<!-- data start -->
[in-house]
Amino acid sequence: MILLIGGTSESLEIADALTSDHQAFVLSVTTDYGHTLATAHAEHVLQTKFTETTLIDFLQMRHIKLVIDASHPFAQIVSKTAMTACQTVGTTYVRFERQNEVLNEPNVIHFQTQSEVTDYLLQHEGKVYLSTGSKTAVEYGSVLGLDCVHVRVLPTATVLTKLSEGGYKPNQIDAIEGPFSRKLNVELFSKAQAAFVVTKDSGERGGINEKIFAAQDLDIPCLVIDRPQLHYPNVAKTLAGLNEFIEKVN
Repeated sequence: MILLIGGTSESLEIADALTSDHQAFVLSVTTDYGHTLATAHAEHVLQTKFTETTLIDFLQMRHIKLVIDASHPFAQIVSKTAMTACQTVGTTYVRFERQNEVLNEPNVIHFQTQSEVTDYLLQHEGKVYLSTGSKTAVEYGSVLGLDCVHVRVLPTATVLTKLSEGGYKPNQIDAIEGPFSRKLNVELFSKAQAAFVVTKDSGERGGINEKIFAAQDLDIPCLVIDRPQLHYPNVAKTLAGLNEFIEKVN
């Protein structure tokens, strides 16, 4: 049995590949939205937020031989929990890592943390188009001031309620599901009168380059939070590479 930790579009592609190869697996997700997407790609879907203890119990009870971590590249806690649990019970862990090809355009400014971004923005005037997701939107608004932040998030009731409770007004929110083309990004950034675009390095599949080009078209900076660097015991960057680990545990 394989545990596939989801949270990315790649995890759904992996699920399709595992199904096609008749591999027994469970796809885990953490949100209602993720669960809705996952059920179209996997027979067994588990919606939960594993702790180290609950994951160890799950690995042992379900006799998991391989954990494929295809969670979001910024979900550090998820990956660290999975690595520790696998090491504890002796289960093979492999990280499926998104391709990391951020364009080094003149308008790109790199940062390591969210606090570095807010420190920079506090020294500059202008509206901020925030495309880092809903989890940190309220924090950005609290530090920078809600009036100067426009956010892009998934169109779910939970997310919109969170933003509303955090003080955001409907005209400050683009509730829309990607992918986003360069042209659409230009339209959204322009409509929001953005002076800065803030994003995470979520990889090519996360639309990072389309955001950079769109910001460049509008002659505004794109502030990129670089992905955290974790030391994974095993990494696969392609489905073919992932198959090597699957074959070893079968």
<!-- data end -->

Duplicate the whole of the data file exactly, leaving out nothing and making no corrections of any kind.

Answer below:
[in-house]
Amino acid sequence: MILLIGGTSESLEIADALTSDHQAFVLSVTTDYGHTLATAHAEHVLQTKFTETTLIDFLQMRHIKLVIDASHPFAQIVSKTAMTACQTVGTTYVRFERQNEVLNEPNVIHFQTQSEVTDYLLQHEGKVYLSTGSKTAVEYGSVLGLDCVHVRVLPTATVLTKLSEGGYKPNQIDAIEGPFSRKLNVELFSKAQAAFVVTKDSGERGGINEKIFAAQDLDIPCLVIDRPQLHYPNVAKTLAGLNEFIEKVN
Repeated sequence: MILLIGGTSESLEIADALTSDHQAFVLSVTTDYGHTLATAHAEHVLQTKFTETTLIDFLQMRHIKLVIDASHPFAQIVSKTAMTACQTVGTTYVRFERQNEVLNEPNVIHFQTQSEVTDYLLQHEGKVYLSTGSKTAVEYGSVLGLDCVHVRVLPTATVLTKLSEGGYKPNQIDAIEGPFSRKLNVELFSKAQAAFVVTKDSGERGGINEKIFAAQDLDIPCLVIDRPQLHYPNVAKTLAGLNEFIEKVN
């Protein structure tokens, strides 16, 4: 049995590949939205937020031989929990890592943390188009001031309620599901009168380059939070590479 930790579009592609190869697996997700997407790609879907203890119990009870971590590249806690649990019970862990090809355009400014971004923005005037997701939107608004932040998030009731409770007004929110083309990004950034675009390095599949080009078209900076660097015991960057680990545990 394989545990596939989801949270990315790649995890759904992996699920399709595992199904096609008749591999027994469970796809885990953490949100209602993720669960809705996952059920179209996997027979067994588990919606939960594993702790180290609950994951160890799950690995042992379900006799998991391989954990494929295809969670979001910024979900550090998820990956660290999975690595520790696998090491504890002796289960093979492999990280499926998104391709990391951020364009080094003149308008790109790199940062390591969210606090570095807010420190920079506090020294500059202008509206901020925030495309880092809903989890940190309220924090950005609290530090920078809600009036100067426009956010892009998934169109779910939970997310919109969170933003509303955090003080955001409907005209400050683009509730829309990607992918986003360069042209659409230009339209959204322009409509929001953005002076800065803030994003995470979520990889090519996360639309990072389309955001950079769109910001460049509008002659505004794109502030990129670089992905955290974790030391994974095993990494696969392609489905073919992932198959090597699957074959070893079968």